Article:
Crime takes heavy toll on legal minds
Lawyers are particularly at risk from mental health problems.
Lynnette Hoffman reports
March 01, 2008
SEAN Brown still remembers the details a decade on. From the horrific sequence of events right down to the specific type of bullets that were used; how many there were, where they went in, how long it took the victim to die.
Brown (not his real name) wasn't a witness, nor was he on the ground at the crime scene, but plenty of grisly stories have been embedded in his memory in 20-odd years as a senior crown prosecutor.
Brown has "seen a lot" over the span of his career, a career that has required him to immerse himself in the intricate circumstances of violent death and homicides, brutal rapes, war crimes, you name it. The sum total of all that, he says, is "not very healthy".
New research from Macquarie University, to be published in the international journal Traumatology, has found that criminal law work can have profoundly damaging psychological effects.
By and large, Brown has been rather fortunate in that regard. He has not suffered a debilitating depression, nor has he felt the need to seek professional assistance for mental health issues, or fallen into a pattern of abusing alcohol or drugs.
But that's not to say the work hasn't taken its toll. His dreams are sometimes affected, as are his relationships. "I tend to get moodier with my family and become more difficult to get on with at home," he says.
At 58, Brown has been married and divorced three times, and while it's difficult to blame one factor, he feels his work has played some sort of role in it all.
In the new study, researcher and senior clinical and forensic psychologist Lil Vrklevski -- herself a lawyer -- compared the mental health and wellbeing of 50 solicitors who work with traumatised clients, namely criminal defence lawyers and prosecutors, with that of 50 solicitors (conveyancers and academics) who work with non-traumatised clients.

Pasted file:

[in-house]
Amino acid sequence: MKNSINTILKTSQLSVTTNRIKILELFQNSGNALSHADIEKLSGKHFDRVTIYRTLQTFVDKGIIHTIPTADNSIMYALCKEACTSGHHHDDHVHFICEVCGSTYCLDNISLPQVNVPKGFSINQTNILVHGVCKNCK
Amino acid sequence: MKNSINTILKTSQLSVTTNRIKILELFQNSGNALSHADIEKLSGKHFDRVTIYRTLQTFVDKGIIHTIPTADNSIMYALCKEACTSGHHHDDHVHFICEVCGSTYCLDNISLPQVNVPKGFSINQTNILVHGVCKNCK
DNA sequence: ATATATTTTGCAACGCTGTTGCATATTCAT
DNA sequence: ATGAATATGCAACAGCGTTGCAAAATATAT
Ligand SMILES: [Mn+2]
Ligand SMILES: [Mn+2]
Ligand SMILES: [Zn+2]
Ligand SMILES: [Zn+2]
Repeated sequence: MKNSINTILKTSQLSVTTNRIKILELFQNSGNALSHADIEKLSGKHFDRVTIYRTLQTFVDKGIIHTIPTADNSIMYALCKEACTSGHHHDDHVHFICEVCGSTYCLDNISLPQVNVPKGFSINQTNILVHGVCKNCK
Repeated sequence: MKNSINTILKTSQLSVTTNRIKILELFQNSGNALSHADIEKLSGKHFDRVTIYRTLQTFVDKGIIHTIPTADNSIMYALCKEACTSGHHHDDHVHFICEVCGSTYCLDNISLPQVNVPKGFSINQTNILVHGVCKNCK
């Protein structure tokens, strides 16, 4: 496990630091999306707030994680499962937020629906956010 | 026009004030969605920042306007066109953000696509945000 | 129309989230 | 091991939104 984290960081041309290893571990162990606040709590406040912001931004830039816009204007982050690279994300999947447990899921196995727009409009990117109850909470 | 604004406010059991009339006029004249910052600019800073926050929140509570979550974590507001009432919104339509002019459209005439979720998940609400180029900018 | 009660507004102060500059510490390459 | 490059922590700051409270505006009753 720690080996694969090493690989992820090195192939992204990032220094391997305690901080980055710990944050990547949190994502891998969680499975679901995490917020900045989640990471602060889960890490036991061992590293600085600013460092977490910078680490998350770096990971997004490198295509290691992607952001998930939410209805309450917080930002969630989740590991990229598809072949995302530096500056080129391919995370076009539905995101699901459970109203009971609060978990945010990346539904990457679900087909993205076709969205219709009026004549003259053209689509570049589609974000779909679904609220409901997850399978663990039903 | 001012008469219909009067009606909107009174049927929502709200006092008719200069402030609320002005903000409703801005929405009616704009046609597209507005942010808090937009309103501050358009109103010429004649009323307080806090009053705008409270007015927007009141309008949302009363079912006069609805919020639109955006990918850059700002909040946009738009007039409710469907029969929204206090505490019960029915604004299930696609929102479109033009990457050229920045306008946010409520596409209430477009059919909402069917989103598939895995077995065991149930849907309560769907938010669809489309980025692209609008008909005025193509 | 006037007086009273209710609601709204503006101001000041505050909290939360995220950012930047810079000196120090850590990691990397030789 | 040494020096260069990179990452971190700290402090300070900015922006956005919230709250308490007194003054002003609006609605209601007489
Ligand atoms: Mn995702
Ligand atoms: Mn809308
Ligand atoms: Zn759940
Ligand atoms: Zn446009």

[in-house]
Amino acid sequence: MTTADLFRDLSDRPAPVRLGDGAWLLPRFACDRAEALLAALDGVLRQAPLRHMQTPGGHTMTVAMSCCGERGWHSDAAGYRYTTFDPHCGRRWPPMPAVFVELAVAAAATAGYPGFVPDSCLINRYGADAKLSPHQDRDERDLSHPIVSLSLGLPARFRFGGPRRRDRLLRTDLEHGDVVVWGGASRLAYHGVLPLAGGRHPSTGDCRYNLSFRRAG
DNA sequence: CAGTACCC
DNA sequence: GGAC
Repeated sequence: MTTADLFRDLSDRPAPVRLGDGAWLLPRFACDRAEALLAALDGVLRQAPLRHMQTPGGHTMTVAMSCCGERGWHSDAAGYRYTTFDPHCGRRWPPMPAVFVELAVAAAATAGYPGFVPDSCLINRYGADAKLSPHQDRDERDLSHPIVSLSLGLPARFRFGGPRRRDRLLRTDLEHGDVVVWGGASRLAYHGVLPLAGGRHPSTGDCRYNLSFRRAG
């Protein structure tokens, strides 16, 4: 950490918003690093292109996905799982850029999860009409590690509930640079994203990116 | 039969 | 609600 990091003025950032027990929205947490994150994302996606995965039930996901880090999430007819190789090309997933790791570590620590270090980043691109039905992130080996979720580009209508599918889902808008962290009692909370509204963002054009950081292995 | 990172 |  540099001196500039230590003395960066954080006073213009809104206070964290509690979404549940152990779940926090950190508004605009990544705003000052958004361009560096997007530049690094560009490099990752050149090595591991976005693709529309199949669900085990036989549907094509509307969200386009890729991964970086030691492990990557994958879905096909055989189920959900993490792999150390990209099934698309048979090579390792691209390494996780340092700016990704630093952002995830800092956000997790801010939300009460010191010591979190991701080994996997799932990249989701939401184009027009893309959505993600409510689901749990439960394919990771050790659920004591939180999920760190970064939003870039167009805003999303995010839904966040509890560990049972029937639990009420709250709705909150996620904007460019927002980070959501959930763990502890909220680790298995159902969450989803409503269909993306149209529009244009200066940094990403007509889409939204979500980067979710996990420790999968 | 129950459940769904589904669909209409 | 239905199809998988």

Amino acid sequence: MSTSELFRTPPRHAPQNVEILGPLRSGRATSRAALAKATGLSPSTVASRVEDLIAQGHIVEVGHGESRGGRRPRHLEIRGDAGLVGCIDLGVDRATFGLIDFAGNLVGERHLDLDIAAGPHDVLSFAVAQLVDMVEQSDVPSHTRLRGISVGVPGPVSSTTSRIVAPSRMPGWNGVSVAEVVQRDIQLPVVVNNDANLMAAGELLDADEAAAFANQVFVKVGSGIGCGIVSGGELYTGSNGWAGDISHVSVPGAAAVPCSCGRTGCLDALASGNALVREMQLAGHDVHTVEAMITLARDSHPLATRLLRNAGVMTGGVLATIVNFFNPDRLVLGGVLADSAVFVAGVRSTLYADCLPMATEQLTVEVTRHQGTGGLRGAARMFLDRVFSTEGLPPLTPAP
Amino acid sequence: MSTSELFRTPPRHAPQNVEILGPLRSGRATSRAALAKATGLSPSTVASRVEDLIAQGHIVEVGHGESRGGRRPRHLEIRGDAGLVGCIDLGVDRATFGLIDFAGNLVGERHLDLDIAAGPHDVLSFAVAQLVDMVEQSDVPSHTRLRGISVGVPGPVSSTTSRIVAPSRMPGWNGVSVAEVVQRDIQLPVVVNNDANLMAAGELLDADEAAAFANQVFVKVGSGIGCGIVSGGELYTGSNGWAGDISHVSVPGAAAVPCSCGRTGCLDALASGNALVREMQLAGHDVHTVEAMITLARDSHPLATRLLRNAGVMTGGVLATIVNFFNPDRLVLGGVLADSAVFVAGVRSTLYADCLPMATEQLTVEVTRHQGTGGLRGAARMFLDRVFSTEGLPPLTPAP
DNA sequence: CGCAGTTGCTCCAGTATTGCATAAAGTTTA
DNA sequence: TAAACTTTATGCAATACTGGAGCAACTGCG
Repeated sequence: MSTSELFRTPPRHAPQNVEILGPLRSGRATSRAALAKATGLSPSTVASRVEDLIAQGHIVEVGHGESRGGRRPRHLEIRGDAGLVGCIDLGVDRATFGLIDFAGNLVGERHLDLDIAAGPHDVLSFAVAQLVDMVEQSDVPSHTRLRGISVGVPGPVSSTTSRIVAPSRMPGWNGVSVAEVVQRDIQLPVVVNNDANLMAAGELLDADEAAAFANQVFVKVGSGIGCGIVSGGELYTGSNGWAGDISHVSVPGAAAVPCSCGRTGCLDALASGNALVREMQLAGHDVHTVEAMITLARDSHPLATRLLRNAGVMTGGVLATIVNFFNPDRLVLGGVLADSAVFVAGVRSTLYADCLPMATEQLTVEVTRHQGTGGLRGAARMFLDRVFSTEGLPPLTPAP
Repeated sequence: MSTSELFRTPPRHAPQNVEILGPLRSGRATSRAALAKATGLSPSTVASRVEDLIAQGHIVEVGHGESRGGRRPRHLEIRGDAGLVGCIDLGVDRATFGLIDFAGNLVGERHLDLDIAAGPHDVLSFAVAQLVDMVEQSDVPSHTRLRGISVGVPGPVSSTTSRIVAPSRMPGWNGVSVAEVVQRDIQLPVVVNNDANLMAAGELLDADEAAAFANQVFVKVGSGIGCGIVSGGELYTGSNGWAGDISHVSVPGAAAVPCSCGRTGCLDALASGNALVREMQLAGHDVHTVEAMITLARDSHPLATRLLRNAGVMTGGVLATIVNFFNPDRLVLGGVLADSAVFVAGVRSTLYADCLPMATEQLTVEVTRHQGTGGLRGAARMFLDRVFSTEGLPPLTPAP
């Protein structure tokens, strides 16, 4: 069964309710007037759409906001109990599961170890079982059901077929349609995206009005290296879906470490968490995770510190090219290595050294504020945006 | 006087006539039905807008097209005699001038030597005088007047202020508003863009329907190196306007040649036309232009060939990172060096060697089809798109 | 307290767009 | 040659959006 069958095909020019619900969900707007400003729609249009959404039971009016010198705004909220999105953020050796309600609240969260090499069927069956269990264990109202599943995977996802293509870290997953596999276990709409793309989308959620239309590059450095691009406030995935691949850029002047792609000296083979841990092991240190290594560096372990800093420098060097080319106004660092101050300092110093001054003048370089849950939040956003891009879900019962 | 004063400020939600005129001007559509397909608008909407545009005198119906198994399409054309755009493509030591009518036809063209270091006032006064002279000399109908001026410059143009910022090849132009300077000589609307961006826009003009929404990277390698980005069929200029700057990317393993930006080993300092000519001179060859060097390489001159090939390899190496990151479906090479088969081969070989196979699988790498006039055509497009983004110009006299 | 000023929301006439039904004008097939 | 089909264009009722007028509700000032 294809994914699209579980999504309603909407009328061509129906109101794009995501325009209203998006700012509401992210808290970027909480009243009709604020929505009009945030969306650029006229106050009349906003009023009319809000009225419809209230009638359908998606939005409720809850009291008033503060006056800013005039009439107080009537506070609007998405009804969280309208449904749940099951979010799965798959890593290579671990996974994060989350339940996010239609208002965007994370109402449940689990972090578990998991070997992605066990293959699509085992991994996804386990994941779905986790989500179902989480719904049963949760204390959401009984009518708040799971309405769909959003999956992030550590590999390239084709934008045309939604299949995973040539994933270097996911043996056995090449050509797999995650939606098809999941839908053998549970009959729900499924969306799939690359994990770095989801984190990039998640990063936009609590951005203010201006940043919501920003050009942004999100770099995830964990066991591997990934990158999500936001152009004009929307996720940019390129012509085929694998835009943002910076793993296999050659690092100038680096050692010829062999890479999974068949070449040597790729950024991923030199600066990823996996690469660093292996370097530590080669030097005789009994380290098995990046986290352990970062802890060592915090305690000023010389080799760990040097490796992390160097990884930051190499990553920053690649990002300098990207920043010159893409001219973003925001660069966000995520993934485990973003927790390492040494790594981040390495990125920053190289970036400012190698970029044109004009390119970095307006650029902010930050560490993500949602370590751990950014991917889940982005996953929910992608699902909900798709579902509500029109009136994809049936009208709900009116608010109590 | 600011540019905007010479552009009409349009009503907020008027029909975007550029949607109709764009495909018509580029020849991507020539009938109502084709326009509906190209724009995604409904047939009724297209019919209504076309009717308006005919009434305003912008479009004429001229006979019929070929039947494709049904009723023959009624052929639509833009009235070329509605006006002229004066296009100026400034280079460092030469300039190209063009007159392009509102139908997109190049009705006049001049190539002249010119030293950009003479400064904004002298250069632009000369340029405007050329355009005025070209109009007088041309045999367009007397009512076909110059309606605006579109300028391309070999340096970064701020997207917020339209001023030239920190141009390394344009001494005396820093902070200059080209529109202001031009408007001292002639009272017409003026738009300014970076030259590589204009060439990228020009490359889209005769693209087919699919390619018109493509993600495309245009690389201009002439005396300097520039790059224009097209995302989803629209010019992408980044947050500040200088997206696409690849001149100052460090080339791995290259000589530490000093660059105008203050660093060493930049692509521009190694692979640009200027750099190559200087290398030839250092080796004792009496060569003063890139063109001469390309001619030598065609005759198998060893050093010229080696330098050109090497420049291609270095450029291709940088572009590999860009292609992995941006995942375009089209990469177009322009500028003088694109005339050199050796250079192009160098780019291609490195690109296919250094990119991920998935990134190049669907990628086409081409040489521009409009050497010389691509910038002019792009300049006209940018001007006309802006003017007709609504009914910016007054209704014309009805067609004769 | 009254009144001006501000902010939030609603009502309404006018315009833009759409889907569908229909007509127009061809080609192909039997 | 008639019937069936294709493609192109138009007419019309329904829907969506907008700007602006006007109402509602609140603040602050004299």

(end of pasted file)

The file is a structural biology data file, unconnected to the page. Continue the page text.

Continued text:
The study found that criminal lawyers are nearly twice as likely to seek professional assistance to cope with work related distress: 36 per cent of the sample of criminal lawyers sought professional help for that reason, compared with just 20 per cent of the sample of other solicitors.
Likewise, criminal law solicitors are much more prone to developing depression, stress and vicarious trauma, where professionals who are indirectly exposed to trauma begin to take on some of the same symptoms as the person who actually experienced it, such as increased depression or anxiety.
When you read it and know what some go through without ever being involved in traumatic events, but touched by them after the fact, you may understand how PTSD can and does strike combat forces.